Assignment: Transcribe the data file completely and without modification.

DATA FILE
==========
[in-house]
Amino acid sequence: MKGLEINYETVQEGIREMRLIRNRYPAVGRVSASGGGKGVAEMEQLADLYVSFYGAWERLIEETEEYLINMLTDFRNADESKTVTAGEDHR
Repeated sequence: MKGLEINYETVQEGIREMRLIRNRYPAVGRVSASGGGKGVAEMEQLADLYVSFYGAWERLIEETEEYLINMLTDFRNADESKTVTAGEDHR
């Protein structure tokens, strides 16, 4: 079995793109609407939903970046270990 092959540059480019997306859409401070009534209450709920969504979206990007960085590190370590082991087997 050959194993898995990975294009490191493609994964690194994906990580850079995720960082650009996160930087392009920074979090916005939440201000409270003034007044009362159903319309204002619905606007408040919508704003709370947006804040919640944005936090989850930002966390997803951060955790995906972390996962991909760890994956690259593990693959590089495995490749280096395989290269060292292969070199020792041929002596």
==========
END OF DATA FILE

[in-house]
Amino acid sequence: MKGLEINYETVQEGIREMRLIRNRYPAVGRVSASGGGKGVAEMEQLADLYVSFYGAWERLIEETEEYLINMLTDFRNADESKTVTAGEDHR
Repeated sequence: MKGLEINYETVQEGIREMRLIRNRYPAVGRVSASGGGKGVAEMEQLADLYVSFYGAWERLIEETEEYLINMLTDFRNADESKTVTAGEDHR
């Protein structure tokens, strides 16, 4: 079995793109609407939903970046270990 092959540059480019997306859409401070009534209450709920969504979206990007960085590190370590082991087997 050959194993898995990975294009490191493609994964690194994906990580850079995720960082650009996160930087392009920074979090916005939440201000409270003034007044009362159903319309204002619905606007408040919508704003709370947006804040919640944005936090989850930002966390997803951060955790995906972390996962991909760890994956690259593990693959590089495995490749280096395989290269060292292969070199020792041929002596």